Students who enter graduate school immediately after earning their bachelor's degree might consider on-campus programs. These offer a traditional approach with onsite lectures. The traditional approach also allows students to connect with classmates. If you have not yet worked in nursing, you might prefer the hands-on experience provided by on-campus labs, and these programs also provide ample networking opportunities. Professors who know you well may introduce you to professionals already in the field, or they may write recommendation letters for you.
What Can I Do With a Master's in Nursing Administration?
Skills learned in nursing administration programs easily transfer to other career paths. Graduates could work as health management consultants or information systems managers for healthcare facilities. Students who aim to enter this field must possess a variety of skills. They should have the organizational and leadership skills of a manager, which means they can communicate clearly, plan, and solve conflict. They also must possess the qualities of a good nurse. They must be empathetic, skilled at multitasking, and calm under pressure.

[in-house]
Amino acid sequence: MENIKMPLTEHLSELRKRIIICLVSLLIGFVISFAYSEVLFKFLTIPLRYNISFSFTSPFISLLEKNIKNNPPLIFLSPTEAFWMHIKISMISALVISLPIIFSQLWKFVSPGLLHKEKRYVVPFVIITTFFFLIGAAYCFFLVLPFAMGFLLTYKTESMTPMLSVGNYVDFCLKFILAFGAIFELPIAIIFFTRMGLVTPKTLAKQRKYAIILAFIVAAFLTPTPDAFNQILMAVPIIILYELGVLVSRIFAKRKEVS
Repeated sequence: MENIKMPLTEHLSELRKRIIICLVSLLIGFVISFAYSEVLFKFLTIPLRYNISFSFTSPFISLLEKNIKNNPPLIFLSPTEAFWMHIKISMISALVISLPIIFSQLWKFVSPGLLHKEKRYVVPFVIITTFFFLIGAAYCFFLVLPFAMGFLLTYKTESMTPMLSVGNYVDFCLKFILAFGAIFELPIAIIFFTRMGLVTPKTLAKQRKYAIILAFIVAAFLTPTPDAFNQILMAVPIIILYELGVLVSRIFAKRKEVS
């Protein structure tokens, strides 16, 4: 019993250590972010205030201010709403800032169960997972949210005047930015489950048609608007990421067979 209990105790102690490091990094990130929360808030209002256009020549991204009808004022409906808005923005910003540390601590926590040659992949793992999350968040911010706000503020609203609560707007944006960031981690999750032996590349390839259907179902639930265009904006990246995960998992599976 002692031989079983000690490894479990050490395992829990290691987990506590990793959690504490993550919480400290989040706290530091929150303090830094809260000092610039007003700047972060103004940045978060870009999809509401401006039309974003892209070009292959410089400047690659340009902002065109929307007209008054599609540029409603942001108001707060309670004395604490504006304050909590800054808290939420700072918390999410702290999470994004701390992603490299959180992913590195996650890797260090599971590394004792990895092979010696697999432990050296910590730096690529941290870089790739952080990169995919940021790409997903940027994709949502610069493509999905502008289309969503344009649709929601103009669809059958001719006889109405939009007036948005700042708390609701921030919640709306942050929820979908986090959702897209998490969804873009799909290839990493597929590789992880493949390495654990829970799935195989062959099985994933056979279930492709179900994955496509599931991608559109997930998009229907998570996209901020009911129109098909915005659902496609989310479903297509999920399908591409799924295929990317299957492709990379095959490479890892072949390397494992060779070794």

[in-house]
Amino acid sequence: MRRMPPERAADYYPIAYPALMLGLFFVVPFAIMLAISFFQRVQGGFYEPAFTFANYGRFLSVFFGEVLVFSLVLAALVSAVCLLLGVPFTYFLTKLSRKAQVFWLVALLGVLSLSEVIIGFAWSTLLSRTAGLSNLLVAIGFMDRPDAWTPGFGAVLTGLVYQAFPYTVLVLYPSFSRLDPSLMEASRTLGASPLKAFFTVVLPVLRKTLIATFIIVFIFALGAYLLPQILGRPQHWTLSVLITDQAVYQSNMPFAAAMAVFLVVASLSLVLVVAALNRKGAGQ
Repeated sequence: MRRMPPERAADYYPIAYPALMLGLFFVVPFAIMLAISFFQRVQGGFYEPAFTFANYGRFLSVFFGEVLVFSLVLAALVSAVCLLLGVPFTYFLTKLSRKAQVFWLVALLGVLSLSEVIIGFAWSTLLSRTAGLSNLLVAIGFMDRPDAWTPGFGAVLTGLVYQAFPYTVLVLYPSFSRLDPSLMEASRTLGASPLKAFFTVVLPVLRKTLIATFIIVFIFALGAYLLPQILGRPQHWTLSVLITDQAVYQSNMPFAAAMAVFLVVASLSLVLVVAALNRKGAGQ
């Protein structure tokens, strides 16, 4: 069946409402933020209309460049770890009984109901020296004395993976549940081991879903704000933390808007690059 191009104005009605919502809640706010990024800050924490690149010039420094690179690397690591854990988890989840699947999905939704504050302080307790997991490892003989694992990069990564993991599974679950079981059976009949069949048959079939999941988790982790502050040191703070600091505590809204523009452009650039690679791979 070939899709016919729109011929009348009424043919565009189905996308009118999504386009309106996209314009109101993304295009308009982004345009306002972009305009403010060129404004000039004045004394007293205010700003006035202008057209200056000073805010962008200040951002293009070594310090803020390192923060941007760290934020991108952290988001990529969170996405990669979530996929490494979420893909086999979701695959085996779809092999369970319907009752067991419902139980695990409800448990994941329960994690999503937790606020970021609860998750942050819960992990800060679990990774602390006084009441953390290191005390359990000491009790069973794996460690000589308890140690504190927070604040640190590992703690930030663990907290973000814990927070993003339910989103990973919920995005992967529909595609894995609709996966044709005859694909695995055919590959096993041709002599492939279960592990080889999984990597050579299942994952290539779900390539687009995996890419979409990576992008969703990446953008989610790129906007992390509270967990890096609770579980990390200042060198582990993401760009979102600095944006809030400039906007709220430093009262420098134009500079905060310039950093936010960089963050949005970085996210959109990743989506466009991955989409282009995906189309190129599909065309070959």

- Medical and Health Services Manager
These professionals direct operations at hospitals or clinics. They manage either the entire healthcare facility or one department. Nursing administrators typically run the nursing department at a hospital or other healthcare institution. Employers often prefer job candidates with at least a master's degree.
Median Annual Salary: $98,350
Projected Growth Rate: 20%
- Administrative Services Manager